The Carter Blog
Art and exchange in Faces from the Interior
Jan 04, 2023
As a curator of Native American art, I am especially interested in what Karl Bodmer’s watercolor portraits of Indigenous people and Prince Maximilian’s hand-written journals can tell us about creativity on the Great Plains. In my field, it’s common to have very little information about the history of cultural belongings such as painted war shirts or beaded moccasins. Collectors in the 19th century often didn’t record the name of the person who made these objects or even the name of the tribe from which the object originated.
What is amazing for scholars of Native American art is that Maximilian took fastidious notes on how he obtained Native American cultural belongings through gifts, trades, and purchases. For instance, on June 2, 1833, Maximilian wrote about his encounter with Očhéti Šakówiŋ (Sioux) people near Fort Pierre in present-day South Dakota, “I bought various articles from them, including bows, arrows, quivers, a saddlebag of painted parchment, a pipe, a hoop game with four sticks, and particularly the beautifully painted buffalo hide that the woman whom Mr. Bodmer had painted was wearing.”jump to citation[x] This references the extraordinary black, red, and white box-and-border style painted buffalo hide robe Chan-Chä-Uiá-Te-Üinn wore in her portrait. The actual robe still exists, along with many such items collected by Maximilian that are now located in two German museums, the Ethnologische Museum in Berlin and the Linden-Museum in Stuttgart.
An Indigenous custom in this region was to give gifts upon first meeting someone and when making a request. William Clark (of Lewis and Clark) advised Maximilian and Bodmer to stock up on European-manufactured items that would make good gifts to give to the people they encountered on their journey. Lucky for us, Maximilian documented exactly what he purchased in St. Louis on his way up the Missouri River: calico, knives, brass bells, magnifying glasses, vermilion, red ribbons, feathers, iron lighters, tobacco pipes, tobacco, nails, and glass beads.jump to citation[x]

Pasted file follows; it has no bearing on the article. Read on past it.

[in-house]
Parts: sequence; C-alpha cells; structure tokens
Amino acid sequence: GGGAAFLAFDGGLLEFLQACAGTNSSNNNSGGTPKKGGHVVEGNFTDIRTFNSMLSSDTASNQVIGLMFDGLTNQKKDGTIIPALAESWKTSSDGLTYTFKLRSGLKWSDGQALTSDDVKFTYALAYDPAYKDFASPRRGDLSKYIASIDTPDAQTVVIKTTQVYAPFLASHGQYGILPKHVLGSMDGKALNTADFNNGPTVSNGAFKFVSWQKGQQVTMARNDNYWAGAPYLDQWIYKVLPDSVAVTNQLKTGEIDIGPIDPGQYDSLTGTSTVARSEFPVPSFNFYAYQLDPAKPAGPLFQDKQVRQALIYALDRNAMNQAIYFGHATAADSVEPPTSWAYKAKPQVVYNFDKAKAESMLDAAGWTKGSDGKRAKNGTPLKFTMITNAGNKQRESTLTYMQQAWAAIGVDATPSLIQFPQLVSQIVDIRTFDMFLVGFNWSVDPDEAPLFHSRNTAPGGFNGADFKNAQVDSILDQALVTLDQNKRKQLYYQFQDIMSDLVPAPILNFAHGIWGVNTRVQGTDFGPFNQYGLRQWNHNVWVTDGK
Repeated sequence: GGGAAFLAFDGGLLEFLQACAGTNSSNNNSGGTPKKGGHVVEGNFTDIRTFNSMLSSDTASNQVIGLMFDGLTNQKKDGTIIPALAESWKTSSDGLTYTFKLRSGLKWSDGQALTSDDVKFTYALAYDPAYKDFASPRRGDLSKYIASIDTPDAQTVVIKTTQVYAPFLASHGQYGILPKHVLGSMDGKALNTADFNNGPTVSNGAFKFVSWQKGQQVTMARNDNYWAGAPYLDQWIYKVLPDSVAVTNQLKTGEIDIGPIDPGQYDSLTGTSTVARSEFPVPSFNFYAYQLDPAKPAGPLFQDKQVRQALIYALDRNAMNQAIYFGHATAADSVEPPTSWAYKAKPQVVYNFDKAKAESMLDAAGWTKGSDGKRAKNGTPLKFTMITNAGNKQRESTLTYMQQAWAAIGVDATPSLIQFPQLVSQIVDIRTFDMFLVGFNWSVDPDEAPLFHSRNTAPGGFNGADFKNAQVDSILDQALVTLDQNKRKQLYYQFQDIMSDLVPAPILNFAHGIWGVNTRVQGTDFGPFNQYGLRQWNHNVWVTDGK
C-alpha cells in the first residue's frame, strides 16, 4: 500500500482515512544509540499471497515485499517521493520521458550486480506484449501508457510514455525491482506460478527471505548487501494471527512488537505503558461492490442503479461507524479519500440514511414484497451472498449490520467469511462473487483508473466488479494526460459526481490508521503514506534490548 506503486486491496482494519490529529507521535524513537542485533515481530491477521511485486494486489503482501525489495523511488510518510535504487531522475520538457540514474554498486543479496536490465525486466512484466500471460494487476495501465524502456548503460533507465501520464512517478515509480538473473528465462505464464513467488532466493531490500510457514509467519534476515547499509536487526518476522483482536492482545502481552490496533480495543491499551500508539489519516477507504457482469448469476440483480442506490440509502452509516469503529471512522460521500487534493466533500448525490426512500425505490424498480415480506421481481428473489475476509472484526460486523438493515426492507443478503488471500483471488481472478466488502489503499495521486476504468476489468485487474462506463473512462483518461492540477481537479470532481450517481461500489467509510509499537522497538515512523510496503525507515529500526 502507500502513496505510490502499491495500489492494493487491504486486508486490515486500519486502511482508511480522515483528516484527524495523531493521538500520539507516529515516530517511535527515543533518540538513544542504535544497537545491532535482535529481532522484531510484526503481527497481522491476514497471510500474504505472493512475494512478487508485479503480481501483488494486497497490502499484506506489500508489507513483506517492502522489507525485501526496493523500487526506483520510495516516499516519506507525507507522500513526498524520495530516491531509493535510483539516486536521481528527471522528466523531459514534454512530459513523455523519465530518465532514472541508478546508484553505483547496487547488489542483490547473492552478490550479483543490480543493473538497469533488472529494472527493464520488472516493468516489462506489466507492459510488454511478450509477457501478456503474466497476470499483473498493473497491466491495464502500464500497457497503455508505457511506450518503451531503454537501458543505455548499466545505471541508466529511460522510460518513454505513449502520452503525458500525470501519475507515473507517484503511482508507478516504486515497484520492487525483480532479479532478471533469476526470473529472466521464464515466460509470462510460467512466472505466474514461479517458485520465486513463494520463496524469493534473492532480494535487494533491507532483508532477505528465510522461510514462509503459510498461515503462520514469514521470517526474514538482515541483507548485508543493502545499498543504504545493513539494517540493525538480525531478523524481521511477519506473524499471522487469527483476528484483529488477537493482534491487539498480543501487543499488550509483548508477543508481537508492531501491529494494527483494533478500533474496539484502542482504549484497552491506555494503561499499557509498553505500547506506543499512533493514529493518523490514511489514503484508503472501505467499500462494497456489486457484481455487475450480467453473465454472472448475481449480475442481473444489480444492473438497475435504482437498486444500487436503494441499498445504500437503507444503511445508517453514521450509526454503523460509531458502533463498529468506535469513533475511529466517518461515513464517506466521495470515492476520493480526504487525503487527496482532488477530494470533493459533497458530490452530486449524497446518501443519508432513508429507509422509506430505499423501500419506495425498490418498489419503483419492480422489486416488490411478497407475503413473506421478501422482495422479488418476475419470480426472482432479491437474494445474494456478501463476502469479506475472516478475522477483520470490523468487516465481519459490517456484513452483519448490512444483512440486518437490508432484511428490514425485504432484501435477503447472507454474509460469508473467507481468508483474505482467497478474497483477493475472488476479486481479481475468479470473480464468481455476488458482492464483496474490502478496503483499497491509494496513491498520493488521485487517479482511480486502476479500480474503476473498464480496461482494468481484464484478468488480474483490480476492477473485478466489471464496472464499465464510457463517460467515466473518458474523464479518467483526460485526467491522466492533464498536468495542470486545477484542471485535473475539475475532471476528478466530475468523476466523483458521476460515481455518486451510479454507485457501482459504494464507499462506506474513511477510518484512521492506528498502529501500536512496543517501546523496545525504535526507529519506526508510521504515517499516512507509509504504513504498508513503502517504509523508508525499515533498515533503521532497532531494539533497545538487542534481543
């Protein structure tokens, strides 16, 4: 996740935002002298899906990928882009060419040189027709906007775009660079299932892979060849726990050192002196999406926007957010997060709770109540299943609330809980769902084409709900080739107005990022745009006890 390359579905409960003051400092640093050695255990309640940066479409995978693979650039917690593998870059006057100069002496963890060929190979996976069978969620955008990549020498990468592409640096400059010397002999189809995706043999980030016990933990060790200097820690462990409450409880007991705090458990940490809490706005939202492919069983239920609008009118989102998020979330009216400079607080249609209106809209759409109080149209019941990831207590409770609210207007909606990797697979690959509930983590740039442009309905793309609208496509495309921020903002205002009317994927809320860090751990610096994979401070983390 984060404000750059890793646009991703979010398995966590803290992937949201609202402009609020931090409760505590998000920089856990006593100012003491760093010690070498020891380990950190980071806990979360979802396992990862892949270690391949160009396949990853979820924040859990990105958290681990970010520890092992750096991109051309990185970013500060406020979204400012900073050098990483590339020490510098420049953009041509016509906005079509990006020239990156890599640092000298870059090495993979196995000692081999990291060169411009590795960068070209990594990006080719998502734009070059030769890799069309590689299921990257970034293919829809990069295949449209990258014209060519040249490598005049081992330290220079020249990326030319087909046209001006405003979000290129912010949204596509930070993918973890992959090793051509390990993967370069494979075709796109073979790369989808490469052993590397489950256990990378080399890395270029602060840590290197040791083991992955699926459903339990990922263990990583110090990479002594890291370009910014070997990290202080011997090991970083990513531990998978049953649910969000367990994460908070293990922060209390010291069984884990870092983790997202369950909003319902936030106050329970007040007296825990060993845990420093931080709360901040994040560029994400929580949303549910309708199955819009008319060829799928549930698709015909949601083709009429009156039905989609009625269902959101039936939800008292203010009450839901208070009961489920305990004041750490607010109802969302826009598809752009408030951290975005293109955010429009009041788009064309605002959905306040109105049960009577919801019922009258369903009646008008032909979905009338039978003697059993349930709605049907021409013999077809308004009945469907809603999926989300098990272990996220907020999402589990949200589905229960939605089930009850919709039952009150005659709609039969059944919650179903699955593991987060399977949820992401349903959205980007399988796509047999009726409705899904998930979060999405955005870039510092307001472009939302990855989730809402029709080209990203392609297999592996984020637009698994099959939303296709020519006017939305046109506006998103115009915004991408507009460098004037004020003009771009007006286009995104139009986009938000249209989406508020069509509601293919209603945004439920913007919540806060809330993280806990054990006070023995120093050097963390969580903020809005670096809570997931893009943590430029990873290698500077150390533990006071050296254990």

You can see these materials everywhere in Bodmer’s portraits. Many of the men and women Bodmer portrayed are wearing vermilion, a vibrant reddish-orange pigment imported from China that was especially prized among Indigenous people on the Plains who used it to paint their faces, bodies, and cultural belongings. According to Maximilian’s journals, Bodmer frequently gave individuals tobacco and vermilion before beginning a portrait session. They also gave their sitters blue and white glass beads imported from Venice that adorn shirt sleeves, dresses, leggings, and moccasins. Once you start noticing the numerous trade materials in each of Bodmer’s portraits, you begin to realize that when Maximilian and Bodmer journeyed to the Northern Plains, they entered a truly international and multi-cultural place.
Faces from the Interior: The North American Portraits of Karl Bodmer is on view at the Carter through January 22, 2023.
- ↵ Marsha V. Gallagher and Steven S. Witte, eds. The North American Journals of Prince Maximilian of Wied vol. 2 (Norman: University of Oklahoma Press; Omaha: Joslyn Art Museum, Margre H. Durham Center for Western Studies, 2008–12), 158.
- ↵ Gallagher and Witte, eds. The North American Journals vol. 1, 392.